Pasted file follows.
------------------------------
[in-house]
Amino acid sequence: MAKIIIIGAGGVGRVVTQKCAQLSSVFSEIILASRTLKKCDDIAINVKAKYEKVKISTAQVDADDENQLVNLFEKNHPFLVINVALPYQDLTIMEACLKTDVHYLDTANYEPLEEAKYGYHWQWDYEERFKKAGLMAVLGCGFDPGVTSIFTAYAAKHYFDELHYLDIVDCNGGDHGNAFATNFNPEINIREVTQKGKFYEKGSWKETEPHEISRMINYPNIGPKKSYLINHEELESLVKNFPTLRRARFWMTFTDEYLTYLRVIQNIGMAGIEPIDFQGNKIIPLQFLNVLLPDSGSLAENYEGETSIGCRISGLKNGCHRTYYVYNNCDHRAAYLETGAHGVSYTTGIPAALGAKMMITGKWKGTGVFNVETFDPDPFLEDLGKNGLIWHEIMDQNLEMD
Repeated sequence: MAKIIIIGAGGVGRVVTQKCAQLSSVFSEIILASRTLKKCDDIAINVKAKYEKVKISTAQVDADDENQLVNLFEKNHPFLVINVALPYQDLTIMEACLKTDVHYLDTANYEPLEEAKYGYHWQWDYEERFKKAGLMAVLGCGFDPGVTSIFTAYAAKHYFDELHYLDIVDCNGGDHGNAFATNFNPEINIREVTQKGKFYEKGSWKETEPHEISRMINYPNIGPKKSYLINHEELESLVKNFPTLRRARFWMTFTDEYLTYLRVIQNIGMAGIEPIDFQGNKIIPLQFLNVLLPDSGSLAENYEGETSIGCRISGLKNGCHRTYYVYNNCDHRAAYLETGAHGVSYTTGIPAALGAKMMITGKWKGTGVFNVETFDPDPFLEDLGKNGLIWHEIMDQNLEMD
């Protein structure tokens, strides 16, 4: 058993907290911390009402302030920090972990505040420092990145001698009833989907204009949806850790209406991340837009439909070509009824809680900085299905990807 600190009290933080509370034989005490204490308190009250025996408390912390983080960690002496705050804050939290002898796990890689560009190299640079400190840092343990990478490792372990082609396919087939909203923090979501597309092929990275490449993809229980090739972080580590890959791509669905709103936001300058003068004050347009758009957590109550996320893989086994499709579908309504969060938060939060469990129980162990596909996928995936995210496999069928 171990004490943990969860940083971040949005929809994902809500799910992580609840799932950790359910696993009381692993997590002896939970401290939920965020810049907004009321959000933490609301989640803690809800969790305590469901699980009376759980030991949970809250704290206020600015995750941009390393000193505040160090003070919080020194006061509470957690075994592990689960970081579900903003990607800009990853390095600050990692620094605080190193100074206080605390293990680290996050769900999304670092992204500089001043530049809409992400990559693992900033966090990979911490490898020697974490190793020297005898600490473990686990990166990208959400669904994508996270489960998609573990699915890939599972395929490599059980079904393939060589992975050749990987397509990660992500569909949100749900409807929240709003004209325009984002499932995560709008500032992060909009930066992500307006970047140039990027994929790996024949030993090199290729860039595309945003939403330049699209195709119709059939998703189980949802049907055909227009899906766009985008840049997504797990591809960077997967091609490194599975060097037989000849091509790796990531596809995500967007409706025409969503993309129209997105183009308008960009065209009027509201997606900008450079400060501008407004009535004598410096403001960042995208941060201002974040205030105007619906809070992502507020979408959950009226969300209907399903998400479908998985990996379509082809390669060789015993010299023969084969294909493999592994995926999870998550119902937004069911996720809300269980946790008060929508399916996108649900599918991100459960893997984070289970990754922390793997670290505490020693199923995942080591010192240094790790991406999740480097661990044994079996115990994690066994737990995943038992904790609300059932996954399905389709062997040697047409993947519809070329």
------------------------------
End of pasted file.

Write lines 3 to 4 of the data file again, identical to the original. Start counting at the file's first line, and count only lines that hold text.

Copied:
Repeated sequence: MAKIIIIGAGGVGRVVTQKCAQLSSVFSEIILASRTLKKCDDIAINVKAKYEKVKISTAQVDADDENQLVNLFEKNHPFLVINVALPYQDLTIMEACLKTDVHYLDTANYEPLEEAKYGYHWQWDYEERFKKAGLMAVLGCGFDPGVTSIFTAYAAKHYFDELHYLDIVDCNGGDHGNAFATNFNPEINIREVTQKGKFYEKGSWKETEPHEISRMINYPNIGPKKSYLINHEELESLVKNFPTLRRARFWMTFTDEYLTYLRVIQNIGMAGIEPIDFQGNKIIPLQFLNVLLPDSGSLAENYEGETSIGCRISGLKNGCHRTYYVYNNCDHRAAYLETGAHGVSYTTGIPAALGAKMMITGKWKGTGVFNVETFDPDPFLEDLGKNGLIWHEIMDQNLEMD
């Protein structure tokens, strides 16, 4: 058993907290911390009402302030920090972990505040420092990145001698009833989907204009949806850790209406991340837009439909070509009824809680900085299905990807 600190009290933080509370034989005490204490308190009250025996408390912390983080960690002496705050804050939290002898796990890689560009190299640079400190840092343990990478490792372990082609396919087939909203923090979501597309092929990275490449993809229980090739972080580590890959791509669905709103936001300058003068004050347009758009957590109550996320893989086994499709579908309504969060938060939060469990129980162990596909996928995936995210496999069928 171990004490943990969860940083971040949005929809994902809500799910992580609840799932950790359910696993009381692993997590002896939970401290939920965020810049907004009321959000933490609301989640803690809800969790305590469901699980009376759980030991949970809250704290206020600015995750941009390393000193505040160090003070919080020194006061509470957690075994592990689960970081579900903003990607800009990853390095600050990692620094605080190193100074206080605390293990680290996050769900999304670092992204500089001043530049809409992400990559693992900033966090990979911490490898020697974490190793020297005898600490473990686990990166990208959400669904994508996270489960998609573990699915890939599972395929490599059980079904393939060589992975050749990987397509990660992500569909949100749900409807929240709003004209325009984002499932995560709008500032992060909009930066992500307006970047140039990027994929790996024949030993090199290729860039595309945003939403330049699209195709119709059939998703189980949802049907055909227009899906766009985008840049997504797990591809960077997967091609490194599975060097037989000849091509790796990531596809995500967007409706025409969503993309129209997105183009308008960009065209009027509201997606900008450079400060501008407004009535004598410096403001960042995208941060201002974040205030105007619906809070992502507020979408959950009226969300209907399903998400479908998985990996379509082809390669060789015993010299023969084969294909493999592994995926999870998550119902937004069911996720809300269980946790008060929508399916996108649900599918991100459960893997984070289970990754922390793997670290505490020693199923995942080591010192240094790790991406999740480097661990044994079996115990994690066994737990995943038992904790609300059932996954399905389709062997040697047409993947519809070329």